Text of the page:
Roy Devyn Marble and Iowa figure to be much improved this season (Getty Images)
Roy Devyn Marble and Iowa figure to be much improved this season (Getty Images)
Our 2013-14 season preview continues with the Dagger's look at the programs who are on the rise entering the season. Check back every morning for the next six weeks for more college hoops preview content.
Georgia State (15-16, 10-8 last year): The Panthers should be among the favorites in this season's loaded Sun Belt Conference thanks to the presence of two guards with high-major talent. One is wing R.J. Hunter, a coveted recruit who spurned the likes of Iowa, Cincinnati, Virginia Tech and Wake Forest to play for his dad at Georgia State and then averaged 17 points per game as a freshman. The other is former Kentucky and NC State point guard Ryan Harrow, an ex-top 50 recruit who is immediately eligible at Georgia State after transferring in part to be closer to his ailing father. With Harrow in a less high-pressure spot and Hunter and Devonta White providing scoring help from the wings, Georgia State has one of the nation's most potent mid-major backcourts. Throw in a good 3-point shooter and rebounder in forward Manny Atkins and 6-foot-9 USC transfer Curtis Washington in the paint, and Georgia State has an explosive offense. The only question is whether the Panthers can shore up a defense that was one of the CAA's worst last season. If Washington protects the rim and the guards contest a few more shots, the pieces are there to outduel formidable Western Kentucky, Louisiana-Lafayette and South Alabama for a Sun Belt crown.
Harvard (20-10, 11-3 last year ): Can Harvard possibly rise any further than last season when it captured the Ivy League crown and upset third-seeded New Mexico in the NCAA tournament? Believe it or not, the answer is yes. The Crimson are a legit threat to advance to the second weekend of the tournament because most of last year's young core is returning and all-conference seniors Brandyn Curry and Kyle Casey are also back. With Curry and Casey sidelined last season after being implicated in an academic scandal that caused over 100 students to withdraw, Harvard rallied around freshman point guard Siyani Chambers and sophomore wing Wesley Saunders. Chambers was so impressive that Curry will likely slide to off guard this season and sweet-shooting senior Laurent Rivard will probably come off the bench as a fourth guard. Casey, the 2011-12 Ivy League player of the year, will anchor a frontcourt that also includes juniors Kenyatta Smith and Steve Moundou-Missi and freshman Zena Edosomwan, a 6-foot-8 power forward from California who turned down the likes of UCLA, Texas and Washington to play for the Crimson. It's safe to say this is Tommy Amaker's most talented team. An Ivy League title is the minimum expectation, and a whole lot more is possible if the newcomers and returners mesh.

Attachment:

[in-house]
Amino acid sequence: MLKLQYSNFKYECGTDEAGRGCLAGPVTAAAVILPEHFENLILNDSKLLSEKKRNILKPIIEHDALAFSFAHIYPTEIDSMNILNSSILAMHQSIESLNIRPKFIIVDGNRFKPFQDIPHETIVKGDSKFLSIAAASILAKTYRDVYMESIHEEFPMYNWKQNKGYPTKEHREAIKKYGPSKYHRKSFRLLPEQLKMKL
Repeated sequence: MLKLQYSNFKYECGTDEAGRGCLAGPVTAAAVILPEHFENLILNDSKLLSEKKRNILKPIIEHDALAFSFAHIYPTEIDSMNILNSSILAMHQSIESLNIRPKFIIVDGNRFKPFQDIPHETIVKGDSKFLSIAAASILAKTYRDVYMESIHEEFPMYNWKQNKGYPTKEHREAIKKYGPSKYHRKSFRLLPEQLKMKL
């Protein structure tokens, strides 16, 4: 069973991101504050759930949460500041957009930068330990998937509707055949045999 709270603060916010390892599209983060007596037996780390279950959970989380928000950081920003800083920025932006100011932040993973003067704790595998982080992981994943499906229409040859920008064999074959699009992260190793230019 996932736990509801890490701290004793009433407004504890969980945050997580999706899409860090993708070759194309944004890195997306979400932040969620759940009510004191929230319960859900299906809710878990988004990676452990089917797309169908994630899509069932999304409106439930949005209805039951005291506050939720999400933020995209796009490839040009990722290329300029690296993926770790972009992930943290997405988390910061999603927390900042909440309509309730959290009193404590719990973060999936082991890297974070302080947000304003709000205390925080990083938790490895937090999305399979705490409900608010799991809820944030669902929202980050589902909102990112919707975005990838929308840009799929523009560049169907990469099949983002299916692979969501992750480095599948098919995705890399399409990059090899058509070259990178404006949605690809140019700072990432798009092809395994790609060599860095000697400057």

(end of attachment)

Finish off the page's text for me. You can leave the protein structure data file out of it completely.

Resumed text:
Iowa (25-13, 9-9 last year): The Hawkeyes possess every ingredient required for a breakout season. Nine of Iowa's 10 leading scorers return from a team that lost seven games by four or fewer points yet still finished .500 in the rugged Big Ten and reached the NIT title game. What's more, the Hawkeyes add sweet-shooting freshman Peter Jok to bolster their anemic 3-point shooting and Wisconsin transfer Jarrod Uthoff to strengthen an already deep frontcourt. With the duo of wing Roy Devyn Marble and forward Aaron White spearheading the scoring and an experienced supporting cast that goes nine or 10 deep, Iowa should finish in the upper half of the Big Ten and return to the NCAA tournament for the first time since 2006. An even bigger leap is possible too if Jok or Josh Oglesby can provide consistent outside shooting and if combo guard Mike Gessell or promising center Adam Woodbury make big strides as sophomores.
LSU (19-12, 9-9 last year): For a guy who inherited a program that has made only one NCAA tournament since 2006, second-year coach Johnny Jones has done a remarkable job of engineering a speedy turnaround. Between the return of five of last year's top six scorers, the arrival of some promising newcomers and the success Jones has had assembling future recruiting classes, LSU may be poised to return to national relevancy and stay there for years to come. The biggest reason this year's Tigers can challenge for a top-four finish in the SEC is a frontcourt headlined by all-conference forward Johnny O'Bryant and promising freshmen Jarrell Martin and Jordan Mickey. O'Bryant averaged 13.6 points and 8.7 rebounds and posted 15 double-doubles last season, while the 6-foot-9 Martin is a McDonald's All-American with a smooth inside-outside game and the 6-foot-8 Mickey is a raw but athletic power forward. The backcourt isn't bare either with ball-hawking Anthony Hickey and knockdown 3-point shooter Andre Stringer returning and 6-foot-6 freshman Tim Quarterman adding much-needed size.